Don’t start a new exercise program while on the road. If you plan on doing ten push-ups and jog on the spot for one minute every night before bed, then plan to do so almost every night. After traveling for a month, don’t start working out after you have gained some travel weight – be proactive!
You also shouldn’t decide to run for half an hour on the treadmill for the first time simply because your hotel has one. Before starting any new exercise program consult your family physician and make sure you are following a program that works for you, your health and your current weight.
Stay Protected with Travel Insurance
It may seem simple enough, but some travelers either leave travel medical insurance to the last minute or don’t invest in any insurance. Even if you think you are protected by your domestic insurance plan, you should always inquire about what your plan does and does not cover. For example, if you were to have a heart attack while hiking abroad, would your current insurance plan cover you for the hospital or medical doctor of your choice? What if it was determined you need a major operation or need to be transported home? Does your current travel medical plan cover this or do you need additional insurance?
It’s also important to note that your domestic insurance plan may only cover you if you are out of the country for a short period, or only in certain countries.
You should also make sure your travel insurance covers any extracurricular activities you plan on doing while away. Activities such as a hot air balloon ride, horseback riding, and even recreational downhill and cross-country skiing are considered extreme sports and may require additional insurance coverage. Insuring yourself in case your health fails or in the case of an accident is your best way to ensure you are covered for any worst-case scenario.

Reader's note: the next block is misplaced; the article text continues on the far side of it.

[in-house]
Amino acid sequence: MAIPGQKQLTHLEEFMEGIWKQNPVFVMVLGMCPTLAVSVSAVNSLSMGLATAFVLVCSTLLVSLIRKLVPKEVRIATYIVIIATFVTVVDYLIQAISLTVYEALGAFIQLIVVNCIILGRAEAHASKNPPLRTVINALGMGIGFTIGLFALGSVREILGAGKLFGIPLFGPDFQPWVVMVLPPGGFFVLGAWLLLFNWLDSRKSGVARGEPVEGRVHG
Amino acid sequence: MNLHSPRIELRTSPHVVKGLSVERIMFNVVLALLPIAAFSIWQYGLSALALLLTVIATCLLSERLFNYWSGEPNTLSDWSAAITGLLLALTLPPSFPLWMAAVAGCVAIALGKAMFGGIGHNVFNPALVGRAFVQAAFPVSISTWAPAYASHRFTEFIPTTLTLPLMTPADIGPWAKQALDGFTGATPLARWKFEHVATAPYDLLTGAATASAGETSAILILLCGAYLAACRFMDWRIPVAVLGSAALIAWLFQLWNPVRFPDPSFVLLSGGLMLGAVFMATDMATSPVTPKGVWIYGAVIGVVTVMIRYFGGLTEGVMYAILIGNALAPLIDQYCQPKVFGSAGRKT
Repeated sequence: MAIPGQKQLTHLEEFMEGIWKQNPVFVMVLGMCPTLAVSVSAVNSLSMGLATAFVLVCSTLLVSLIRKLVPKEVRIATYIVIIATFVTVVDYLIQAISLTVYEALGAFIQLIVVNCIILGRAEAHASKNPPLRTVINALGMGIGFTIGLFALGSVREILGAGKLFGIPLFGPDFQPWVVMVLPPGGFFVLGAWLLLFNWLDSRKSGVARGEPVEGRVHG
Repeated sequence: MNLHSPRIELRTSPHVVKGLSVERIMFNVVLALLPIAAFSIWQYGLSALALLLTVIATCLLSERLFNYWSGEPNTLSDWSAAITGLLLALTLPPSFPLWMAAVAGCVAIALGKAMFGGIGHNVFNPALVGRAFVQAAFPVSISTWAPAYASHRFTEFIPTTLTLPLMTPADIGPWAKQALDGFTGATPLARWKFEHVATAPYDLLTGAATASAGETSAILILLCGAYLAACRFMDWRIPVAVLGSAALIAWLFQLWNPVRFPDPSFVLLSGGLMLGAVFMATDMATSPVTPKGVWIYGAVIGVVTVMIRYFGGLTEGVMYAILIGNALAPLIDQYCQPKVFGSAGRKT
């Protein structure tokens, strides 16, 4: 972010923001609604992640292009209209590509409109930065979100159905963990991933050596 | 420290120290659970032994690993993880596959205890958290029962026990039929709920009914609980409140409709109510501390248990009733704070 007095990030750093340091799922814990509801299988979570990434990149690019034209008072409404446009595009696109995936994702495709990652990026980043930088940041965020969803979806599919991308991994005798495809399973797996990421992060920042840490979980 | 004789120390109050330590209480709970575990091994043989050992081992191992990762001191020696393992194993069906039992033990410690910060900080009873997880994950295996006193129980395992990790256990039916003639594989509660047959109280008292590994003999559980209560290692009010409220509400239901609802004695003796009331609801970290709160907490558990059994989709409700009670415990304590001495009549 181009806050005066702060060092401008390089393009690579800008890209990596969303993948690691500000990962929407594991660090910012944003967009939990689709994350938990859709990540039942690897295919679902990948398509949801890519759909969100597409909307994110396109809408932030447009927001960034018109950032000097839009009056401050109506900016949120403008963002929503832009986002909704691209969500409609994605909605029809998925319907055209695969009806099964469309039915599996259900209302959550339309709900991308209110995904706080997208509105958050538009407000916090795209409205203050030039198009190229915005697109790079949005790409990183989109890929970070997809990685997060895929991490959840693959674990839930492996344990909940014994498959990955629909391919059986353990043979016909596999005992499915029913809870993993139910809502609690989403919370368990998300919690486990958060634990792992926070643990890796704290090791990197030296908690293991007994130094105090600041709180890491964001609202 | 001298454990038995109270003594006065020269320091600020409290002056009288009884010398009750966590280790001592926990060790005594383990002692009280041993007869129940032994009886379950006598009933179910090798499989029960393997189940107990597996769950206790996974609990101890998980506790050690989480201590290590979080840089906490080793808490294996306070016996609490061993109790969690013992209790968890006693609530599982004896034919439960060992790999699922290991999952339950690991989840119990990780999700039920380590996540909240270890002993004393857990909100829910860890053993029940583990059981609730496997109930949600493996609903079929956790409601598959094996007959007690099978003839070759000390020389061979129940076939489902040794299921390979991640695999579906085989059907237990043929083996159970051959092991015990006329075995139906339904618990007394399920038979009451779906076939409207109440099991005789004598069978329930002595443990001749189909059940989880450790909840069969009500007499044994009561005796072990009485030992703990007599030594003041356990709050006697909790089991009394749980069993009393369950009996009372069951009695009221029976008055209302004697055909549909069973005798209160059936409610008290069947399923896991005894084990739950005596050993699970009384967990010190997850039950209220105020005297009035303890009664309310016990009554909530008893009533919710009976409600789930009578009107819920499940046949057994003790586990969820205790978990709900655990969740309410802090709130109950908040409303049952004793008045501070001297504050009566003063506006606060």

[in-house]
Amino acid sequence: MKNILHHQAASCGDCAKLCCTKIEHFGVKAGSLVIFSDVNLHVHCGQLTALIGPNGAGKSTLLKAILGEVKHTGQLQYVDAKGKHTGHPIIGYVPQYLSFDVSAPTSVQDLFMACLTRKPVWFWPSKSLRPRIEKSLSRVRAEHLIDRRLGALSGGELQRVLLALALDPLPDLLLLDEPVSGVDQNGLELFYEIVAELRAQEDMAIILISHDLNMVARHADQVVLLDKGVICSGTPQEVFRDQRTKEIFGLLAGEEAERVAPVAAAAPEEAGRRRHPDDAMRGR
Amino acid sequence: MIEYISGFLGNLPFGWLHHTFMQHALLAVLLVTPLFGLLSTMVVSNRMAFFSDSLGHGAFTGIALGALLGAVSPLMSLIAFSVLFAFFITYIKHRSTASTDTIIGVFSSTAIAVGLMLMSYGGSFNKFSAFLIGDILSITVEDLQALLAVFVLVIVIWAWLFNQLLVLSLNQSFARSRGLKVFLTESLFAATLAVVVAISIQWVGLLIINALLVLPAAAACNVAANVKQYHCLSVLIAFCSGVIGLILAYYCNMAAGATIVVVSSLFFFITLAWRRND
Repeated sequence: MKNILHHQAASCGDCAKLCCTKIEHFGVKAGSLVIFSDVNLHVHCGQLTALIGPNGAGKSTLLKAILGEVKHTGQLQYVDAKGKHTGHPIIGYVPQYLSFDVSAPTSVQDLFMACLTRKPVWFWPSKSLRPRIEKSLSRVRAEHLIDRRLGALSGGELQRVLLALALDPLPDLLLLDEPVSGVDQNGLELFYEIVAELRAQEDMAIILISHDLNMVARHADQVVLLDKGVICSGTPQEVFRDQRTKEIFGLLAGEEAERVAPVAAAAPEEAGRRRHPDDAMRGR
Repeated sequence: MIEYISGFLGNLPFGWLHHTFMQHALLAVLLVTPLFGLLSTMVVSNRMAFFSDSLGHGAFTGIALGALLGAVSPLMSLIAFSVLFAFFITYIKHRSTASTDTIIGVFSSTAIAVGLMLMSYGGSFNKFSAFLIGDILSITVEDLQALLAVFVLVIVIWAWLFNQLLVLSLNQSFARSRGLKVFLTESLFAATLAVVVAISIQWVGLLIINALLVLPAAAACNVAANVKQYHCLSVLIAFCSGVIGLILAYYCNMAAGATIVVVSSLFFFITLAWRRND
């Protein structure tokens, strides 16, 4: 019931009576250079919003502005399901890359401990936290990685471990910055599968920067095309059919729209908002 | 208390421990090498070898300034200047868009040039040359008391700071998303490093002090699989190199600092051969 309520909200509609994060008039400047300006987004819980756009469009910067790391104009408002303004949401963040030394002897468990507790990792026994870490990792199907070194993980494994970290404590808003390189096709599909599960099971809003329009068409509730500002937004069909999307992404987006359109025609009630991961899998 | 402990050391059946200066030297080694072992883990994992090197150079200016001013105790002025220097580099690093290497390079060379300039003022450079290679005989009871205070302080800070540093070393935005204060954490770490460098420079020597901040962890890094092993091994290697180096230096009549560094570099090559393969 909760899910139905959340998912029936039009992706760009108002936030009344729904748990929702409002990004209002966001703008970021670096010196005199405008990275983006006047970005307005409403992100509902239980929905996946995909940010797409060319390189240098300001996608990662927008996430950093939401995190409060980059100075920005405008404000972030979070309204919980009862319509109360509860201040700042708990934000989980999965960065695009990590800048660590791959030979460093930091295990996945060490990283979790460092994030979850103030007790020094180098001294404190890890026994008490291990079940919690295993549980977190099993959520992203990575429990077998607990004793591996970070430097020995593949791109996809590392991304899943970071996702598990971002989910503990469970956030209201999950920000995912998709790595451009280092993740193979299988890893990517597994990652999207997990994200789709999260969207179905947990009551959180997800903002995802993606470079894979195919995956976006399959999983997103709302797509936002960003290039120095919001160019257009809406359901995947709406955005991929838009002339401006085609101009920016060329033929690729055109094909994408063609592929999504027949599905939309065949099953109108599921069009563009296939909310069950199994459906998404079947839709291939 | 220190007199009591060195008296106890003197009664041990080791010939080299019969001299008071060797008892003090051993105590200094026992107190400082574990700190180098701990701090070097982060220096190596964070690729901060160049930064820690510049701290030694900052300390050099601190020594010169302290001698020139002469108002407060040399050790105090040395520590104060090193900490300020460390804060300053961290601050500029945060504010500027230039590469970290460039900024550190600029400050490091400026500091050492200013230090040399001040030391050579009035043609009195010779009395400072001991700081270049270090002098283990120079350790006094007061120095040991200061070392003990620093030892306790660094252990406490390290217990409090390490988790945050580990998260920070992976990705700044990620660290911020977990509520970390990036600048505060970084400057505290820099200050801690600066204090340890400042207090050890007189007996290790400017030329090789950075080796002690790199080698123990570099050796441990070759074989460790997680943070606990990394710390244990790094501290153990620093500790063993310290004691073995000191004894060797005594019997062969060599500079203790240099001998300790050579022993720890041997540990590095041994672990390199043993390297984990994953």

Instead of hopping on a bus tour, consider renting a bike, hiking or walking around a foreign city or from tourist attraction to tourist attraction. Many cities in Europe, Australia, New Zealand and elsewhere are very walkable and with a little research, you can easily find self-guided tour maps. You will be amazed at how quickly you can accumulate 10,000 steps or 5 miles worth of traveling. The good news is this traveling not only allows for a few extra calories (for those unique foreign desserts) but also allows you to experience a travel destination up close and personal and may even lead to some unexpected travel gems!
Everything in Moderation
Give yourself a break and allow yourself to splurge, eat treats and eat junk food every once in a while – especially if you are on vacation. Just remember to do so in moderation and try not to do it consistently.
The same applies to exercise – You should exercise in moderation and should not try something new while you are away from home. Stick with safe and familiar exercises, and exercise with the purpose of simply staying in shape while you are traveling.
Remember to have fun while away and to not worry too much if you gain a pound or two. Just be vigilant about what you are eating and eat to nourish, hydrate and stay healthy.